Varadkar says he believes vote on Irish unity would be 'very divisive'
TAOISEACH Leo Varadkar has said a vote on Irish unity in Northern Ireland would be "very divisive".
The Fine Gael leader also said he did not want to see a border poll soon because he does not think it would be successful.
His comments came after former first minister and DUP leader Peter Robinson said he believed holding fixed generational polls on Irish unification could be a way to stabilise politics in the north.
Delivering a lecture at Queen's University in Belfast on Thursday, Mr Robinson said he would be very confident that citizens would choose to stay within the UK.
But reflecting on the aftermath of the Brexit vote, he said the prospect of a simple yes/no poll to deal with "colossal constitutional change", and which could be carried with a majority of just one vote, was a "recipe for chaos" on the island.
As such, he said there was a need for processes and timescales to be agreed in advance, rather than having to "tackle the issue on the fly" if unification was ever backed.
Mr Varadkar said yesterday he did not want a border poll in the near future as he did not think it would help the political situation in the north.
"I think a border poll would be defeated and very divisive," he said.
"We should be respecting the primacy of the Good Friday Agreement (GFA) and, at the heart of the GFA, is power-sharing within Northern Ireland, ever-increasing cooperation within the north and south and peace in Britain and Ireland."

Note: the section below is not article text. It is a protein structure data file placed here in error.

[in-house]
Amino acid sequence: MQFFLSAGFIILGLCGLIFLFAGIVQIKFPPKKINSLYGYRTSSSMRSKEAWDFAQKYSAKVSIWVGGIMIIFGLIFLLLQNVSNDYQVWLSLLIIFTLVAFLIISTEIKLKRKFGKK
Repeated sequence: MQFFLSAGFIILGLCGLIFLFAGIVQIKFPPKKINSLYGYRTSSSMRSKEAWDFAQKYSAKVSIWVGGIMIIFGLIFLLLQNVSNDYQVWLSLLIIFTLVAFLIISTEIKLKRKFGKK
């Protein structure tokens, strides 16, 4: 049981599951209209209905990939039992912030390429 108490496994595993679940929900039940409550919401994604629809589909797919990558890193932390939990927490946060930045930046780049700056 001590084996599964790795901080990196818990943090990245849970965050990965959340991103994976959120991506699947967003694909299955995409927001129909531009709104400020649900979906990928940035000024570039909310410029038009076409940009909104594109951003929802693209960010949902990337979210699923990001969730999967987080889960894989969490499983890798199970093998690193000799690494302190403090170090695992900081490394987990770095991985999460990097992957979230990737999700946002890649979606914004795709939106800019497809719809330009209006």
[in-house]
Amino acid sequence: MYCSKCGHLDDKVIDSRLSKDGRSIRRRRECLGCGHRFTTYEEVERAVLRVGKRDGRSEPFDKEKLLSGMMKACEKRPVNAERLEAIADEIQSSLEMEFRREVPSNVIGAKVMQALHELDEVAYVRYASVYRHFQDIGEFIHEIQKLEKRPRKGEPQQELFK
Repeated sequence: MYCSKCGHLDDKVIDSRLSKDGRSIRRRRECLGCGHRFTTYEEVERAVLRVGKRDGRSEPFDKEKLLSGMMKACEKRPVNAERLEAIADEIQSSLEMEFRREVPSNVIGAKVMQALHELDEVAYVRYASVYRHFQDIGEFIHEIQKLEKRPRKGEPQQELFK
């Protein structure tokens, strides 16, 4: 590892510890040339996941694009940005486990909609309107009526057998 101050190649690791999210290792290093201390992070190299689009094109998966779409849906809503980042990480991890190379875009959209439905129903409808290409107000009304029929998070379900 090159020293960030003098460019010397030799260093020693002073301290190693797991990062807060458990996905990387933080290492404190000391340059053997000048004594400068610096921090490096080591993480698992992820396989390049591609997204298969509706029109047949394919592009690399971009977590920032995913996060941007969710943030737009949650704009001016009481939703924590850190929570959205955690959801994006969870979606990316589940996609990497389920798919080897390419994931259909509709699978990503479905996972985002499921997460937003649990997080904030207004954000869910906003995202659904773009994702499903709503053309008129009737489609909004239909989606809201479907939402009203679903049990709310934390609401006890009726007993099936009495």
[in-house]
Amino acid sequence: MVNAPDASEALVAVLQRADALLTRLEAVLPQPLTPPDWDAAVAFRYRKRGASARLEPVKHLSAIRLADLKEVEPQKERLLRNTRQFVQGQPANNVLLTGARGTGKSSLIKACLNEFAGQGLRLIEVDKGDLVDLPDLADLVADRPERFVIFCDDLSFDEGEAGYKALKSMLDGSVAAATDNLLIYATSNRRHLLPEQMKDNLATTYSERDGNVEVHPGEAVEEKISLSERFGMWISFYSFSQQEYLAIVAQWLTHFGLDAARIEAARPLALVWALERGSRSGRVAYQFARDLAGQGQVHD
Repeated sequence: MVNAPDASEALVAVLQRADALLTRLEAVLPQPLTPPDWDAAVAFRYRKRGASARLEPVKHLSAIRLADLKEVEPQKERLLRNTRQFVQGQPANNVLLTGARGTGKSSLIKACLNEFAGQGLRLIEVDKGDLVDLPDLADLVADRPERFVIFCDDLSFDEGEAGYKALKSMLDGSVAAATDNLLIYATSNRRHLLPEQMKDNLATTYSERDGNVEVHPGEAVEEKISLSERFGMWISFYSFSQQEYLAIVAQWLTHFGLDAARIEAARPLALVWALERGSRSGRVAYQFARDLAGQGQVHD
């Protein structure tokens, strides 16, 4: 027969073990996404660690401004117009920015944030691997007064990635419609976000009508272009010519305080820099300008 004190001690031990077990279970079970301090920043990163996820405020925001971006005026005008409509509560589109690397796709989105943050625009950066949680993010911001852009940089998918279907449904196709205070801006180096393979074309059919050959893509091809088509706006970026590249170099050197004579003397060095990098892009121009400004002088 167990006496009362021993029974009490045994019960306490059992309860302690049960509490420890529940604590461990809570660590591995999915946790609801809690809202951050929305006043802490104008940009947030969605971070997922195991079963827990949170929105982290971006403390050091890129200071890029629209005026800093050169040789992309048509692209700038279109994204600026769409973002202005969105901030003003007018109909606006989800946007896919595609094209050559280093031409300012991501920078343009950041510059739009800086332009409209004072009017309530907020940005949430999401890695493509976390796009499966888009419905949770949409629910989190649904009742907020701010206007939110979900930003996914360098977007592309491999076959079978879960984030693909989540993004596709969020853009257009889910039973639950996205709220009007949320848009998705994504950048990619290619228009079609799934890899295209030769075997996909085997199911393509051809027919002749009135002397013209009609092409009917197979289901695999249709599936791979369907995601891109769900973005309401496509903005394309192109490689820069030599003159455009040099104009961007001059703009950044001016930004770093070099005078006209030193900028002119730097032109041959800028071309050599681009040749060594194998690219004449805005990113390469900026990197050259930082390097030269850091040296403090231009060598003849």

He said that while the 1998 accord provided for the possibility of a border poll, and would allow it to pass by a majority of one, he did not think the time or the conditions were right.
"I think the focus should be on getting the institutions up and running again, rather than focusing on a border poll," he said
SDLP leader Colum Eastwood said the principle of consent as enshrined in the Good Friday Agreement must never be undermined but that work was needed to "build an Ireland that works for all".
"Peter Robinson's comments suggest that somehow unionist votes count for more than nationalist votes – that is ludicrous and untrue," he said.
"I say to Mr Robinson – those days are long over and they are never, ever coming back."
Ulster Unionist leader Robin Swann said talk of a border poll was a "distraction to the ongoing abdication of political responsibilities".
"To hold a border poll or entertain the prospect of a generational border poll would create uncertainty and instability and throw out any prospect of introducing normal politics to Northern Ireland," he said.
Meanwhile, a survey has suggested less than half of people in Northern Ireland identify themselves as sBritish.
The study found that only 47 per cent of those questioned felt strongly British - less than the number who consider themselves Irish (59 per cent), Northern Irish (58 per cent) or European (57 per cent).
The survey, conducted for the BBC by Lucid Talk, found that just four per cent of Catholics defined themselves as British while 29 per cent of Protestants considered themselves Irish.
Just over a quarter said the UK's decision to leave the EU has made them more likely to vote for a united Ireland.
Some 45 per cent of those asked said they would vote for Northern Ireland to stay in the UK, while 42 per cent would vote for Northern Ireland to join a united Ireland.
Just under 13 per cent indicated they were undecided or would not vote, leaving the result potentially in the balance.